What was I thinking?

Wednesday, September 21, 2005

Gas Roller Coaster

On Monday, I noted with interest that the gas station near where I work had gas prices at $2.86/gallon with a 5 cent per gallon sale. Lisa stopped on her way home to fill up at the place where we always go (we're loyal to this guy because he seems to make an honest effort to keep his prices low) and paid $2.89 (no sale price). But, "John" (the proprietor) told her that it looked like gas prices were going to go back up twenty cents a gallon. Yesterday, that same gas station that was at $2.86 on Monday was at $3.05. Chuck Schumer (D) is pushing hard for legislation to really slam those that are price-gouging, and he wants a consumer hot-line so that people can report gas gouging.

Sixty miles away, in Buffalo, on any given day, you can find gas for a quarter a gallon less than anywhere here where I live. Why is that? It certainly isn't from any big tax bites, because that county charges the same tax as ours -- so what's up with that?

Lisa will be traveling to Louisville next month for a trade show -- she's really excited about it because only the President and GM usually go. She feels like they're "grooming" her for bigger and better things. She'll be gone for 4 days but, unlike previous years, I'm not the least bit upset about her going. It's for the right reasons this time. Before, she accompanied this other putz on the road for training seminars and, while she hauled shit from the truck to the conference room until 1 or 2 in the morning (after driving 12 hours the same day), the "Y" chromosome would be off "coordinating" in the lounge. Add to that the fact that she never got paid any extra...no overtime, no compensatory time, nothing. With this trip next month, she's not going to be a pack mule, she'll be a representative of the company and is really looking forward to it.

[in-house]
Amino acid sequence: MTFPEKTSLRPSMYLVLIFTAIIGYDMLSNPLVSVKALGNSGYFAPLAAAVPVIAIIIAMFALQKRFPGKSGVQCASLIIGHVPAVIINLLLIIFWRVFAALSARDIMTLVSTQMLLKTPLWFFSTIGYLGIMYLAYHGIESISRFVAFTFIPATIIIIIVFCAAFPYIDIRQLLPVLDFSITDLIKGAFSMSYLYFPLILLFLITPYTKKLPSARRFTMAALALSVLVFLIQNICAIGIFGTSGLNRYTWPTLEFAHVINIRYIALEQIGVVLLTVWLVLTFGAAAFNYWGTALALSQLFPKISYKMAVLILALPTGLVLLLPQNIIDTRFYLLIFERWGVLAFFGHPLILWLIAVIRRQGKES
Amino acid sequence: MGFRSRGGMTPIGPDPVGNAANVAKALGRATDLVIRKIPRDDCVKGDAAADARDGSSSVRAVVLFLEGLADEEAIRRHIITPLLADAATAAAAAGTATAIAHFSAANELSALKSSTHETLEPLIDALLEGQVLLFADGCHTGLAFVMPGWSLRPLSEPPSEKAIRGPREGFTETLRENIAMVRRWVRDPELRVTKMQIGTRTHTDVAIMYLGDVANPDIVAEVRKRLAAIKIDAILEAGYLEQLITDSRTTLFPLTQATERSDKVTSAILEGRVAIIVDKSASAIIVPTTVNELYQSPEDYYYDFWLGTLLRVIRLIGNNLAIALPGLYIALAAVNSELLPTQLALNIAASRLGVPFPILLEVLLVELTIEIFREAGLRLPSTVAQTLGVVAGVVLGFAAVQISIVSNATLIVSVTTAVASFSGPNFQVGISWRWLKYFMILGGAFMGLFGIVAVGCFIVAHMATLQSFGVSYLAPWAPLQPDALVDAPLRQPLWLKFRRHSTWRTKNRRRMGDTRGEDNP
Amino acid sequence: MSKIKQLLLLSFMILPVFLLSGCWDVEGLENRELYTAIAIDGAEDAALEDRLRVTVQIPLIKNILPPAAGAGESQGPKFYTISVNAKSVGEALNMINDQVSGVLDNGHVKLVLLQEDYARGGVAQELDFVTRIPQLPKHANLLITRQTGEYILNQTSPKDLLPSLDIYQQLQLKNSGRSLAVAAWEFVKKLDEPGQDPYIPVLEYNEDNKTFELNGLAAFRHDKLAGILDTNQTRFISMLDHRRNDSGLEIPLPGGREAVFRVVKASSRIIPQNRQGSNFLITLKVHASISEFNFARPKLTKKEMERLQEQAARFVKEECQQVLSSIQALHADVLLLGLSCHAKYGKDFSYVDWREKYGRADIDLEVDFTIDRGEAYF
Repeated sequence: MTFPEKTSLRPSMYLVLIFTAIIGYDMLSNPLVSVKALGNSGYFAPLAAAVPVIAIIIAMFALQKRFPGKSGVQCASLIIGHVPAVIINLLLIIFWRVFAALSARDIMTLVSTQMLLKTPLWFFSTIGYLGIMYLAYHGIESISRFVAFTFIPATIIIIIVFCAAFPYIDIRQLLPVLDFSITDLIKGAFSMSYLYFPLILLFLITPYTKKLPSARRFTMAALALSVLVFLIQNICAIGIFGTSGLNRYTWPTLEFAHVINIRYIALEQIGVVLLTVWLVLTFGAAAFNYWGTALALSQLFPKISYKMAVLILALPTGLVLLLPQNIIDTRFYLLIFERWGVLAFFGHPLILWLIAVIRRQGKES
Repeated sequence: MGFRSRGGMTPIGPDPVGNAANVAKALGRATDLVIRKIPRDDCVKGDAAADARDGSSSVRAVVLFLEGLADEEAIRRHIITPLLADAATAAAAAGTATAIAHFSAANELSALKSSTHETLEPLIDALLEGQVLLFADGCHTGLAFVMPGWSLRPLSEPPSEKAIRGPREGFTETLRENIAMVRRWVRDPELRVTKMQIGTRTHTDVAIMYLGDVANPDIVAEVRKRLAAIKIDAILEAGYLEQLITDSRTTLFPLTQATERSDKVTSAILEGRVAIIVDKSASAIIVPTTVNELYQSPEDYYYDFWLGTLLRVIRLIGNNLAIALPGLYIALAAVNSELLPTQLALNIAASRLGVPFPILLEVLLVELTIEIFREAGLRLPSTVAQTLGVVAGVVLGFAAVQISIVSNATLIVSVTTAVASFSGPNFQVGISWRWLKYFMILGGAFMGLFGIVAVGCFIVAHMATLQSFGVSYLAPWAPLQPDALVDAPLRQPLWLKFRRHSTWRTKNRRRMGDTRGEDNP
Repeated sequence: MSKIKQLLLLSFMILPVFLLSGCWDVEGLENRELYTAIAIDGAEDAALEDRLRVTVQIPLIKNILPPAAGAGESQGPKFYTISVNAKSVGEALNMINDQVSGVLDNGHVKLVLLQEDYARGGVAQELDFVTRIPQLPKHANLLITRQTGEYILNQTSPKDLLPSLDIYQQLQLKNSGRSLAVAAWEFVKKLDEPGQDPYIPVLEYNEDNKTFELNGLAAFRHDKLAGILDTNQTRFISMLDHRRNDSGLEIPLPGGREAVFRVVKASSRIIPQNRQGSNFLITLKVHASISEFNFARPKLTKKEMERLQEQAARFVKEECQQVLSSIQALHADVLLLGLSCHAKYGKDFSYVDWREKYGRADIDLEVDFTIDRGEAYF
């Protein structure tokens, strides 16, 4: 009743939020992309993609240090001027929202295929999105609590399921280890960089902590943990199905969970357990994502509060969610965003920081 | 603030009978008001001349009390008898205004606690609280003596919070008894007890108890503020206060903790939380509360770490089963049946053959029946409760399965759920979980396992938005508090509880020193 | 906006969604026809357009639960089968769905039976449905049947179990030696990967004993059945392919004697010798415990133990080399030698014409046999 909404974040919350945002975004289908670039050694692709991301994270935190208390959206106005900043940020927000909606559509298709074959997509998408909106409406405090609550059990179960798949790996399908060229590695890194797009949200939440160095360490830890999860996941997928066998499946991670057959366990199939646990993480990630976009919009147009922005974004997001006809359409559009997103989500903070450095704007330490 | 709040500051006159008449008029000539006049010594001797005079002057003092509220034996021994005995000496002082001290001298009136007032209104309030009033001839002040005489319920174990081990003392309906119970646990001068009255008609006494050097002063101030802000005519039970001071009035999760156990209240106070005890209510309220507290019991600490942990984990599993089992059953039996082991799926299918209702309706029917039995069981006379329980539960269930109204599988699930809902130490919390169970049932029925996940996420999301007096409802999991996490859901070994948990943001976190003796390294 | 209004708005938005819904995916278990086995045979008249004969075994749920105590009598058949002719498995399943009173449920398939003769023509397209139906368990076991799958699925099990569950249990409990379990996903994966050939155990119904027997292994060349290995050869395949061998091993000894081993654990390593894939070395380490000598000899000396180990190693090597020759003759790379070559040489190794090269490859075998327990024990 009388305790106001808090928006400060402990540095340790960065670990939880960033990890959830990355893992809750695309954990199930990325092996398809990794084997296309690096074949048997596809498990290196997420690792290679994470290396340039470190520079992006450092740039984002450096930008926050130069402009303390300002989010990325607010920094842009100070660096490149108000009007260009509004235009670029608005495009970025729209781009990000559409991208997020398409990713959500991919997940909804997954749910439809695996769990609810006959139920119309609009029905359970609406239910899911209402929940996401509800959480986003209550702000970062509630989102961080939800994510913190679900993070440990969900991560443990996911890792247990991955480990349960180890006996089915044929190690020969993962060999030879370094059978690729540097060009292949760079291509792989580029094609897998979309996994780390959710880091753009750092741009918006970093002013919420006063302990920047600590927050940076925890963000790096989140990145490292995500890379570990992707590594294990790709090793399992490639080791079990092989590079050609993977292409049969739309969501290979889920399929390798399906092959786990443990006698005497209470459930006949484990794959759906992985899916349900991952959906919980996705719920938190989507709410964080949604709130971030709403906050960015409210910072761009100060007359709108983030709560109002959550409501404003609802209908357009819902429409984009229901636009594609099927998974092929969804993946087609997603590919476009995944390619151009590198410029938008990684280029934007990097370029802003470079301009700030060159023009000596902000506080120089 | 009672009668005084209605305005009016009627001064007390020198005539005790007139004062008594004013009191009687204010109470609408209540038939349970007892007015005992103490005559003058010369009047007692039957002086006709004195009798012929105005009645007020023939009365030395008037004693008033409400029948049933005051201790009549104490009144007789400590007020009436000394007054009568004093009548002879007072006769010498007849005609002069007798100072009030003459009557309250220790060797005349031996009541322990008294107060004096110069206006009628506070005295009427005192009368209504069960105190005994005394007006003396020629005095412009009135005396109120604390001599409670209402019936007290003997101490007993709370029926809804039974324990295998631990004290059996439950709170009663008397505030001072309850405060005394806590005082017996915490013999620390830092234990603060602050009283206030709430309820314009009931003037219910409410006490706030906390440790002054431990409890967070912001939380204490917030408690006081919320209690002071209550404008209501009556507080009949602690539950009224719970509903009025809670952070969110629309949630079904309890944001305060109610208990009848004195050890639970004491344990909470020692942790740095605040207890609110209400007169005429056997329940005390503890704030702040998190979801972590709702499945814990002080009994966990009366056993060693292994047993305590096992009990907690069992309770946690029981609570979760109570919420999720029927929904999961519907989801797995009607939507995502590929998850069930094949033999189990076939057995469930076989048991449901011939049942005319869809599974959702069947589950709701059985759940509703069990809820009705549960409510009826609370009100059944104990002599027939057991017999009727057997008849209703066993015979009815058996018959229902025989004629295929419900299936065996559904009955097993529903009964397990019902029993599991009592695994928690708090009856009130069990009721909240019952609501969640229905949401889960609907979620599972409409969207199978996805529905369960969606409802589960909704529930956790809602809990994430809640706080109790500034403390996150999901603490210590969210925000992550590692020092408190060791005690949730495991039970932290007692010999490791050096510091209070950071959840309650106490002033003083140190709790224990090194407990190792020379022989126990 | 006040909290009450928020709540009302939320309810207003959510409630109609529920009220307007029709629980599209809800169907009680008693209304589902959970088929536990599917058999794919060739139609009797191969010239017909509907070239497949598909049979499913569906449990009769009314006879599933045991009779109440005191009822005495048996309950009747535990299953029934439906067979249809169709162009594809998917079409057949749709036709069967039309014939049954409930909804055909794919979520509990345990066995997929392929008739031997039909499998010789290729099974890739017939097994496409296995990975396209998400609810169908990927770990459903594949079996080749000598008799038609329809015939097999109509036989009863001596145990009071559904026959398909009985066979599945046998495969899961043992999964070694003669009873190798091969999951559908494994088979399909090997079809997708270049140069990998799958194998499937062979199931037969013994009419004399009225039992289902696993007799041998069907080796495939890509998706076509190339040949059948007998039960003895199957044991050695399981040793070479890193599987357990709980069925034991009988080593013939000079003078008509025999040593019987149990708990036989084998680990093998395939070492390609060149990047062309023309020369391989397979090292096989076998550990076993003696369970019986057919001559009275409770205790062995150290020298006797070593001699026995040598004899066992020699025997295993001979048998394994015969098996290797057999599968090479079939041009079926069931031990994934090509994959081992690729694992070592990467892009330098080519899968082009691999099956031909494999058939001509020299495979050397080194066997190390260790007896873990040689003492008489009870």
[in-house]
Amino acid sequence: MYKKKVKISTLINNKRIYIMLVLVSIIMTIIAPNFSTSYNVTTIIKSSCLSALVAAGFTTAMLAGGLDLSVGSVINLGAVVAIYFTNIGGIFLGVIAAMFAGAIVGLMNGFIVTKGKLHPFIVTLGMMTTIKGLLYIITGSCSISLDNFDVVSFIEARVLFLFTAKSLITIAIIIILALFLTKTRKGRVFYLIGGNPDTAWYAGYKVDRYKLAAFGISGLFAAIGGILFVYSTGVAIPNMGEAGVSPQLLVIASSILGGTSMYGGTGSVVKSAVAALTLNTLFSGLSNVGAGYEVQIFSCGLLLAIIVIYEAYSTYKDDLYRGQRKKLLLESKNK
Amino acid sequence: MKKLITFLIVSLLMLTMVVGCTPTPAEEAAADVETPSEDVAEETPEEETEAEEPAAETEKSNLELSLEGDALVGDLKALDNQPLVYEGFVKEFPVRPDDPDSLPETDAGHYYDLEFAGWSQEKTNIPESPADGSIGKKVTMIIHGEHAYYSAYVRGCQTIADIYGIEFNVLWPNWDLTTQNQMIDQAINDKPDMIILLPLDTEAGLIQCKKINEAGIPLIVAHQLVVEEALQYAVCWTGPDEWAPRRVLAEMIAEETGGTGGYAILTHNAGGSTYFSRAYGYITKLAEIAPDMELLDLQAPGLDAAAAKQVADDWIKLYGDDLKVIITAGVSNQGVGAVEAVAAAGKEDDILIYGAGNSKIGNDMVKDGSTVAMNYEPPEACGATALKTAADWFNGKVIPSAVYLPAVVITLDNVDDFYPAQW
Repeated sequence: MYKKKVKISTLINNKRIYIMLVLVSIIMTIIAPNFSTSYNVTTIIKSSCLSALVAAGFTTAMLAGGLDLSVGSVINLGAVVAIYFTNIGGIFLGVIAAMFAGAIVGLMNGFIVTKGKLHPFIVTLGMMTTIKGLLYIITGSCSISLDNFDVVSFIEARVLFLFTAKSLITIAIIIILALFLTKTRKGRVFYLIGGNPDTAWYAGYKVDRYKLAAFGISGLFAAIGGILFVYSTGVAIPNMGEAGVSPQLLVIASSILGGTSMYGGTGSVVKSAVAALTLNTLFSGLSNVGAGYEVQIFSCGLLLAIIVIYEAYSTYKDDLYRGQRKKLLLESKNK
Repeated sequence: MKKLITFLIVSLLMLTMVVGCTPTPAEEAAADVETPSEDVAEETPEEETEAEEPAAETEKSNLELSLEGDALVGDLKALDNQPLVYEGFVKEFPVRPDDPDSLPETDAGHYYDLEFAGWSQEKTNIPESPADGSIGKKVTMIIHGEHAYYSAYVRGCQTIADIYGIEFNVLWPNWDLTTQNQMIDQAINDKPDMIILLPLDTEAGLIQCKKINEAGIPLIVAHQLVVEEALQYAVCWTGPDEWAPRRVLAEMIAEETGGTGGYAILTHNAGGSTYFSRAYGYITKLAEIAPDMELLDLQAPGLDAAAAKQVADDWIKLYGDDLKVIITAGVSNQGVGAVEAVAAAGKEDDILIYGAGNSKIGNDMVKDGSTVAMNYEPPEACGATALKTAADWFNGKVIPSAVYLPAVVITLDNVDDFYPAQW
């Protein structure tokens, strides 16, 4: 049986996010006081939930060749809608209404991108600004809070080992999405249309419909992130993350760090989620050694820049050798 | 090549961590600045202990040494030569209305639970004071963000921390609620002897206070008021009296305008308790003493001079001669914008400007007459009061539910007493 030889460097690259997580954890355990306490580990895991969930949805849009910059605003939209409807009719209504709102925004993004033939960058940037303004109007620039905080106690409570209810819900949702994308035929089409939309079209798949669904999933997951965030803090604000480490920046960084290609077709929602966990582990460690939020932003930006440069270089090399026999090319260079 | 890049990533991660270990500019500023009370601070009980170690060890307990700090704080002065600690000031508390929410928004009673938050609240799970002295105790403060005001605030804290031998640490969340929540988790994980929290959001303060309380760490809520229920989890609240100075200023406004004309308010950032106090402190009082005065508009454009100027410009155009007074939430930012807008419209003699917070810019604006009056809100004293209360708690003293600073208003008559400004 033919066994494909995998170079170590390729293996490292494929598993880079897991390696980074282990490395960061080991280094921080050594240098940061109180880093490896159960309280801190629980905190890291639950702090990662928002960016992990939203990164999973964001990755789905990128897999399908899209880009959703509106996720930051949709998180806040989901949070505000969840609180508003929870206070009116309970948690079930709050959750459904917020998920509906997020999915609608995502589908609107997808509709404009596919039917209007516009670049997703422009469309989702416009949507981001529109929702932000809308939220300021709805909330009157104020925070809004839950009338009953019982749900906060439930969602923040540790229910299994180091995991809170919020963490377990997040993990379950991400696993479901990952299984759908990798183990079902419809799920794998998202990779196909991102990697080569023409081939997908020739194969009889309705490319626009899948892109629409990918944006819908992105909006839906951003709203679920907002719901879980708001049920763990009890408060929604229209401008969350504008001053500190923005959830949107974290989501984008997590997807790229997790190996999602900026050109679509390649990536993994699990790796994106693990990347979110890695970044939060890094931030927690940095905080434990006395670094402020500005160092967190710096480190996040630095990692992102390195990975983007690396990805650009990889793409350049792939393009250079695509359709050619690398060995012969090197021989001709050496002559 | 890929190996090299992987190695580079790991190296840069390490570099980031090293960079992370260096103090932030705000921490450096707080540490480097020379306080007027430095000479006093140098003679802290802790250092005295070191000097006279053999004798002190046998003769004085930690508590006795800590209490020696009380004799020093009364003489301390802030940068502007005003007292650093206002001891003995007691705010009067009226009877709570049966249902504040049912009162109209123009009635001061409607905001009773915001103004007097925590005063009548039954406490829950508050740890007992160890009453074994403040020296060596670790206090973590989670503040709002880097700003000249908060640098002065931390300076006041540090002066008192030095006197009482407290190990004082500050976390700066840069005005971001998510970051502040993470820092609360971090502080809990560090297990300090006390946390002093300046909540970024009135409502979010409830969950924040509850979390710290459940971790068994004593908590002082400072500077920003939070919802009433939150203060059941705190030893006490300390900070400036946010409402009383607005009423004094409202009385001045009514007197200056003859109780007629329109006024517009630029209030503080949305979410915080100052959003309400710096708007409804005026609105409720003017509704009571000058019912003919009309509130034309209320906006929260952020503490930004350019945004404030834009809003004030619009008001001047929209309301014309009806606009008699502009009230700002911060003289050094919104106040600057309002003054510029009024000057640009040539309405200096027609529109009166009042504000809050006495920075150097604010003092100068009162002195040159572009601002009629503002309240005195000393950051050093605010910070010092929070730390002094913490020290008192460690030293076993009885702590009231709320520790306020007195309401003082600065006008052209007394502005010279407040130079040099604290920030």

In addition to their standard power equipment, they've taken on a line of games. Team Monopoly games, NHL Hockey games, stuff like that. They're all pretty excited about this new product line and it seems to be quite the hit. However, for some reason this insane woman seems to think I'd like an Oakland Raiders Monopoly game. As if.....

While Lisa's gone on her trip to Louisville, I think I'm going to go down and spend a couple or three days with my aunt. She's promised me at least two full days in her sewing room with good company, good music, and no interruptions. Gosh, with that sort of commitment, I could get a ton of knitting done. She quilts and wants to learn to knit. I knit and want to learn to crochet. I guess we all want skills we don't have, eh? She learned to crochet when she was a very young girl but never learned anything beyond the basics. She laughs and says that she's never found a use for an 80 ft. chain. I told her it's all in how you see it and what you call it. That 80 ft. chain could be called a garland, and wrapped around a Christmas tree, for example. Given how small her dog is, it could be called a lead and she could tie her dog out with it.

I hired a student aide this week. She commutes 90 minutes one way each day. She'd had a place lined up here locally but, after the tuition had been paid and everything set, her housing fell through. What's unfortunate is that where she comes from is often very treacherous during the winter months when the temps are below freezing and/or it's snowing. She'd be coming north up along the lake(s) roads and then trying to finish her commute off on the NYS Thruway, which is always on the traffic reports during the winter months with pile-ups and major delays. I told her to keep an overnight bag packed and in her vehicle and, if the weather is bad, she can stay with me. If I was her mother, I wouldn't want her driving along the lakes during a snowstorm. Those roads are twisty, windy, and icy.

I'm just shy of halfway done with that rug now. It's really taking beautiful shape and it looks great. I'm very proud of it. While the picture shows green, I've used black. It's very soft and I'm thinking that I would love to use that same yarn for a sweater or something warm.

This is the blanket I've made (and still need to assemble the strips for). Again, I've used black instead of the picture color.